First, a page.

The origin of sedimentary dolomite has become a long-standing problem in the Earth Sciences. Some carbonate minerals like ankerite have the same crystal structure as dolomite, hence their genesis may provide clues to help solving the dolomite problem. The purpose of this study was to probe whether microbial activity can be involved in the formation of ankerite. Bio-carbonation experiments associated with microbial iron reduction were performed in batch systems with various concentrations of Ca2+(0–20 mmol/L), with a marine iron-reducing bacterium Shewanella piezotolerans WP3 as the reaction mediator, and with lactate and ferrihydrite as the respective electron donor and acceptor. Our biomineralization data showed that Ca-amendments expedited microbially-mediated ferrihydrite reduction by enhancing the adhesion between WP3 cells and ferrihydrite particles. After bioreduction, siderite occurred as the principal secondary mineral in the Ca-free systems. Instead, Ca-Fe carbonates were formed when Ca2+ ions were present. The CaCO3 content of microbially-induced Ca-Fe carbonates was positively correlated with the initial Ca2+ concentration. The Ca-Fe carbonate phase produced in the 20 mmol/L Ca-amended biosystems had a chemical formula of Ca0.8Fe1.2(CO3)2, which is close to the theoretical composition of ankerite. This ankerite-like phase was nanometric in size and spherical, Ca-Fe disordered, and structurally defective. Our simulated diagenesis experiments further demonstrated that the resulting ankerite-like phase could be converted into ordered ankerite under hydrothermal conditions. We introduced the term “proto-ankerite” to define the Ca-Fe phases that possess near-ankerite stoichiometry but disordered cation arrangement. On the basis of the present study, we proposed herein that microbial activity is an important contributor to the genesis of sedimentary ankerite by providing the metastable Ca-Fe carbonate precursors.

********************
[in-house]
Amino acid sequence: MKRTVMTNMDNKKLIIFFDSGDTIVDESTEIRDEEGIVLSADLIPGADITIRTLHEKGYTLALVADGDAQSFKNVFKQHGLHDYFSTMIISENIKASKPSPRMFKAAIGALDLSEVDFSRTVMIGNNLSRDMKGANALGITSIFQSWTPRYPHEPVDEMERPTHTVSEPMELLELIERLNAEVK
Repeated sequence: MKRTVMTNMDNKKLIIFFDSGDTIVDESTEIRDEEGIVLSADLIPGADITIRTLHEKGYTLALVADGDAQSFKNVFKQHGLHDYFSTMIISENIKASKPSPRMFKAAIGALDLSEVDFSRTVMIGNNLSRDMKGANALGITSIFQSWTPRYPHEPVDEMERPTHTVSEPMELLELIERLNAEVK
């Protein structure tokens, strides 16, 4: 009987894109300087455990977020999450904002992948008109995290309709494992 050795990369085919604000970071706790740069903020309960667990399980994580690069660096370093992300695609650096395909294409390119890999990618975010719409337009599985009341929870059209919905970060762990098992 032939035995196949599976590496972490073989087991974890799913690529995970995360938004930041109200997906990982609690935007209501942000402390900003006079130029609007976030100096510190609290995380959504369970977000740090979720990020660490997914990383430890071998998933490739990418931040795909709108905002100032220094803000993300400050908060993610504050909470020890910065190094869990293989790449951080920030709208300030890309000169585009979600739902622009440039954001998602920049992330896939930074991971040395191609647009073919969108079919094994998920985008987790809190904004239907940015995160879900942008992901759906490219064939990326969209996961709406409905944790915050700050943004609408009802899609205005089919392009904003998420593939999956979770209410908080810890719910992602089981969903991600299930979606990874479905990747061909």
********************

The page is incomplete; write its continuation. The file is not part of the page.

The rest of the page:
Microbially-mediated formation of Ca-Fe carbonates during dissimilatory ferrihydrite reduction: Implications for the origin of sedimentary ankerite